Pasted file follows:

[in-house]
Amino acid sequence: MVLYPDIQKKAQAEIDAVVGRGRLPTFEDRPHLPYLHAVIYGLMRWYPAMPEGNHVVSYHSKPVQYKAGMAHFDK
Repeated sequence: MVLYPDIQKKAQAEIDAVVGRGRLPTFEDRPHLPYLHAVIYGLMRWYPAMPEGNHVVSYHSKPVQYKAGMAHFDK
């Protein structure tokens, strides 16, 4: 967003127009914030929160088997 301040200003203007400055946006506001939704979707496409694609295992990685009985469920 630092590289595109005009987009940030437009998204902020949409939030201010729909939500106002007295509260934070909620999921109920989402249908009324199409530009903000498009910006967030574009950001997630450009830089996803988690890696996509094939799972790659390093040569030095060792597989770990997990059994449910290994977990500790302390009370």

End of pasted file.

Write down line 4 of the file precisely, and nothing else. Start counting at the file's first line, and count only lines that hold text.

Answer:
């Protein structure tokens, strides 16, 4: 967003127009914030929160088997 301040200003203007400055946006506001939704979707496409694609295992990685009985469920 630092590289595109005009987009940030437009998204902020949409939030201010729909939500106002007295509260934070909620999921109920989402249908009324199409530009903000498009910006967030574009950001997630450009830089996803988690890696996509094939799972790659390093040569030095060792597989770990997990059994449910290994977990500790302390009370």